Four years ago in Jan 2015 when Health Minister Gan Kim Yong introduced the MediShield Life Scheme Bill in Parliament, he said that MediShield Life would enable all Singaporeans to "come together as a nation to build this healthcare safety net, so that no one is left behind". It would extend help to the vulnerable and the needy, he said.
"I would like to reiterate that this Bill goes beyond providing the legislative framework for the operation of a national Scheme. It is a Bill that provides many firsts in the Government’s efforts to help Singaporeans fulfil their aspiration," he said.
"Like many first steps, there will be lessons to learn from and things to improve on. We will work with Singaporeans to bring the Scheme closer to our vision as we move forward."
"If there are hiccups along the way, I’m sure there will be, please bear with us as we do our best to fix them as quickly as we can," he added.
20 per cent of medical subsidised bills were above Medishield Life claim limits
However, recently, cases have surfaced that some public hospitals are charging certain medical procedures more than what MediShield Life is allowed to cover. In a recent story which shocked many Singaporeans, Mr Seow Ban Yam, 82, was asked to fork out most of his $4,477 post-subsidy bill for an eye operation when MediShield Life was only allowed to pay $4.50 for the bill.
In light of the public furor over the case, MOH replied on ST Forum on Tues (8 Jan) that eight in 10 subsidised bills were within the Medishield Life claim limits. That means to say, 20% of the subsidised bills, like the one billed to Mr Seow, were not.
MOH explained that in Mr Seow's case, the procedure he had to undergo is uncommon and complex, and was performed by a senior consultant. However, it shared that there is an ongoing review of claim limits to ensure that MediShield Life's coverage remains broad-based and sustainable.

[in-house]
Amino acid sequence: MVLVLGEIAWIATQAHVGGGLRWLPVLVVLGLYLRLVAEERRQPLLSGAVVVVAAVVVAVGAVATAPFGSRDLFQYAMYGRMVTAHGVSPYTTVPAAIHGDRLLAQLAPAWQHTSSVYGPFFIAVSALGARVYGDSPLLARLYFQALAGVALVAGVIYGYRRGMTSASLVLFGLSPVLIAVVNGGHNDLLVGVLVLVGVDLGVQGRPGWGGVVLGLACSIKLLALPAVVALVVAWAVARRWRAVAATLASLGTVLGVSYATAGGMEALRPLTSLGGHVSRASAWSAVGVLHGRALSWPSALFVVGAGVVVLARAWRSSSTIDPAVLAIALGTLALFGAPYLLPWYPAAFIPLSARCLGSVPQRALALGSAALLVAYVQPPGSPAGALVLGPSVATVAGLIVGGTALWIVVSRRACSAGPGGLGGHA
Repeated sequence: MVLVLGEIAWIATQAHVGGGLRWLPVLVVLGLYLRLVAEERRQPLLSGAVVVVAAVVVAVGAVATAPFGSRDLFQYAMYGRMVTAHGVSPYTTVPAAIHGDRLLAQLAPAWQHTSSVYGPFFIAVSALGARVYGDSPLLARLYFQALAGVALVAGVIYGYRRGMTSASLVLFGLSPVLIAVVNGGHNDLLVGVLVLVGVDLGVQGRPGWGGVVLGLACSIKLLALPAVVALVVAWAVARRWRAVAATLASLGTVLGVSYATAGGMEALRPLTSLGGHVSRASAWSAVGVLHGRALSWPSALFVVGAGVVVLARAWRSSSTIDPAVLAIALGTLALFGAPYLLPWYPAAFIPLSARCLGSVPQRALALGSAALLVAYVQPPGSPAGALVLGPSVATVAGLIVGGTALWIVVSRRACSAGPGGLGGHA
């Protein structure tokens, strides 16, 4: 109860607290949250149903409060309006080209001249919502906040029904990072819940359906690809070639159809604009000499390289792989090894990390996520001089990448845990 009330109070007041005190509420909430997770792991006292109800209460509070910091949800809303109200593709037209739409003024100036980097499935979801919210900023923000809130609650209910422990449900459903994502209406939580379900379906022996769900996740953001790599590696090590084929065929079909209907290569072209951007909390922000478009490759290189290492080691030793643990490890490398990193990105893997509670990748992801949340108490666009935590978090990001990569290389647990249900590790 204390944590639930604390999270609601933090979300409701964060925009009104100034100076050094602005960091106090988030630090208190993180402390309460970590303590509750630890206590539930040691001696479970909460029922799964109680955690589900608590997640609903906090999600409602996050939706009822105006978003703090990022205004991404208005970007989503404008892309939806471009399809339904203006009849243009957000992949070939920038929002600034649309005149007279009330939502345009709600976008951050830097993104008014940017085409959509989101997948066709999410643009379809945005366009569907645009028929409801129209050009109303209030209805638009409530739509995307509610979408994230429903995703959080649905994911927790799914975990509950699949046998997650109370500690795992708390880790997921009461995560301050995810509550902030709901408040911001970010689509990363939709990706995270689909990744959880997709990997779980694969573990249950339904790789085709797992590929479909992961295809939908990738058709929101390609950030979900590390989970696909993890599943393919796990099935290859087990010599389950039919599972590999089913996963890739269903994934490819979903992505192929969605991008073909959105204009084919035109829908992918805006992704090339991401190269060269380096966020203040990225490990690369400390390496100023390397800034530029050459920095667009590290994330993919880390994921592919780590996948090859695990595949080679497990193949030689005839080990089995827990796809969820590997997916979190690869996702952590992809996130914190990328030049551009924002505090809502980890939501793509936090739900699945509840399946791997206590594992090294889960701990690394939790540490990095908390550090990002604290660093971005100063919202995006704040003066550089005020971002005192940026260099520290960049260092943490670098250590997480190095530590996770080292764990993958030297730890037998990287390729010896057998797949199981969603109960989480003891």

"The review will be completed by end 2020. In the meantime, patients who face financial difficulties can apply for assistance such as Medifund to ensure that healthcare remains affordable," it added.
Health consultant: Public confidence in MediShield Life shaken
With regard to Mr Seow's case, Dr Jeremy Lim, a health consultant with Oliver Wyman wrote an opinion piece which was published on ST today ('MediShield Life payouts: For true peace of mind, limit patients' exposure to big bills', 10 Jan).
Dr Lim opined that the fracas involving Mr Seow's negligible insurance payout for a complex eye operation has shone the spotlight on the adequacy of Singapore's MediShield Life scheme.
He argued that while claim limits protect MediShield Life from excessive claims, he would like to see the policy enhanced to also protect patients from making excessive cash outlay, like in Mr Seow's case. In addition, he proposed also capping the patient's co-payment instead of leaving it "open-ended".
In particular, he was critical of MOH not fixing the issue fast enough. "MOH has said it would conduct a review by the end of next year, but with more than $1.5 billion already paid out to over 200,000 Singaporeans, surely there is enough experience to start identifying gaps and improving the scheme?" Dr Lim asked.
"Health Minister Gan Kim Yong previously assured Singaporeans that while 'hiccups' were unavoidable, MOH would 'do our best to fix them as quickly as we can'. Asking the public to wait two years may not be palatable," he added.
"Like it or not, public confidence in MediShield Life has been shaken by this episode (of Mr Seow's case)."
He hopes the government would move decisively to restore confidence in the public with regard to the MediShield Life scheme.